What makes this all the more awful is the film, while purely fictional, is inspired by the very real rapes and denial that happened to a real-life Mennonite enclave. In that case, the perpetrators were actually arrested, tried, and convicted rather than bailed out by the men of the fictional enclave. As a result, I don’t believe a decision like the one dramatized here occurred. But the film will keep you on edge about what decision will be made, and even more so, whether the women be safe in enacting their decision. 

Rooney Mara really needs more star turn opportunities.

Rooney Mara, Claire Foy, and Sheila McCarthy do much of the heavy lifting, with McCarthy and Foy on extreme ends of the question being debated and Mara roaming the space in between. Frances McDormand plays a big part in the trailer to add her star power, but actually a very small bit part in the film itself. 

4. Tár 

Tár is a great character study and an absolute tour de force by Cate Blanchett. It has a real intelligence to it, providing a master class on classical music and conducting to the audience. 

Tár emphasizes to you the cues that composers use to communicate their intent and message to the listener, and this property is mirrored in the use of nonverbal cues to communicate character intent and thoughts to the viewer. The film trades in unspoken glances and posture as a communication medium that overdubs the dialogue.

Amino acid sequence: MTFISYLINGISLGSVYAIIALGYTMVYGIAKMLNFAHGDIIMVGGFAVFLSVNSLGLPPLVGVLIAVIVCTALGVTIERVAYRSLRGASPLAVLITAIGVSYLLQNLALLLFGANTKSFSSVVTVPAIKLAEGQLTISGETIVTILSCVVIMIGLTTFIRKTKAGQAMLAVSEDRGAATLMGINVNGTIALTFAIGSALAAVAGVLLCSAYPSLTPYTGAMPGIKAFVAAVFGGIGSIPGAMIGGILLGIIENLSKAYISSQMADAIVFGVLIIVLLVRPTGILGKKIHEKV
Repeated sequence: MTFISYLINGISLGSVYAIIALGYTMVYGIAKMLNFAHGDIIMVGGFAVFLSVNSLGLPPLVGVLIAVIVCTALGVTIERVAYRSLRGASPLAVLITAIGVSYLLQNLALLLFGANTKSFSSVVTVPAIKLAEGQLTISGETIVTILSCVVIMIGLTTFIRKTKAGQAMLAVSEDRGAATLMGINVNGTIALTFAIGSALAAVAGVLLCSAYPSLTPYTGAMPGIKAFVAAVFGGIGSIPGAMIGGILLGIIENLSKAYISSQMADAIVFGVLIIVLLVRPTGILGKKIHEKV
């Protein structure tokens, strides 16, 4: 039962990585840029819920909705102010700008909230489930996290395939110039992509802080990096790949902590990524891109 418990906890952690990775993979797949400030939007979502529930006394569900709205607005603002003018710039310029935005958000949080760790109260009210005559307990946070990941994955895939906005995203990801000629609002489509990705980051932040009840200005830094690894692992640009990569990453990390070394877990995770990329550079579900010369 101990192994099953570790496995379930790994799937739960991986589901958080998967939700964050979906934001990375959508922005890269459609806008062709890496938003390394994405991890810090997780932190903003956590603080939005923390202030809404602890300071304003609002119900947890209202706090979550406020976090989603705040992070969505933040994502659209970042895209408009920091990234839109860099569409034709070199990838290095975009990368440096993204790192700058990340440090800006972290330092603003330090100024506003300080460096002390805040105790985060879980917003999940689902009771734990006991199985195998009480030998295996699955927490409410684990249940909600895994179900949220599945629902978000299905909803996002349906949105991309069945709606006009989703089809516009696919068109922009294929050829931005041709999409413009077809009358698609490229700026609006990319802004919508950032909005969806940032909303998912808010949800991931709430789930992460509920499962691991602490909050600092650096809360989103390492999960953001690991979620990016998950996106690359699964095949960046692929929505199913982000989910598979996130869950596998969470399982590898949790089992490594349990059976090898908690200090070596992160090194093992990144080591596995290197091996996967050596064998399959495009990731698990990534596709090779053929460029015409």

These quiet moments throughout the film are everything the dialogue lacks in terms of emotion.

Blanchett does a terrific job walking the tightrope between making her character too sympathetic and too villainous. There are some interesting parallels that are really contrasts between her character and J.K. Simmons’ portrayal of the professor/band leader in Whiplash. Both are classic examples of the adage that you’re never the villain in your own story, though Tar is a billion times more subtle. 

Fortunately, Blanchett doesn't throw a piano at a wall.

Overall, I see why Tár was at the top of so many "Best of" lists for 2022. It just seems a bit decompressed, and I question if it couldn’t have been more effective with a tighter running time. As a result, it stands just outside the top ranks of my selections. 

3. The Banshees of Inisherin 

The Banshees of Inisherin is the first of three films I'd seriously consider for the Best Picture Oscar. 

It is not an important film, but takes its spot due to its superb craftsmanship and stellar performances. The cinematography is stunning, using the landscape of its Irish island setting as an effective canvas on which it paints its tale. All four acting nominations were well earned, with perhaps Barry Keoghan's being the iffiest. The film's story benefits from all of this craft, and it's an interesting, multi-faceted one. So dark and yet so light at the same time.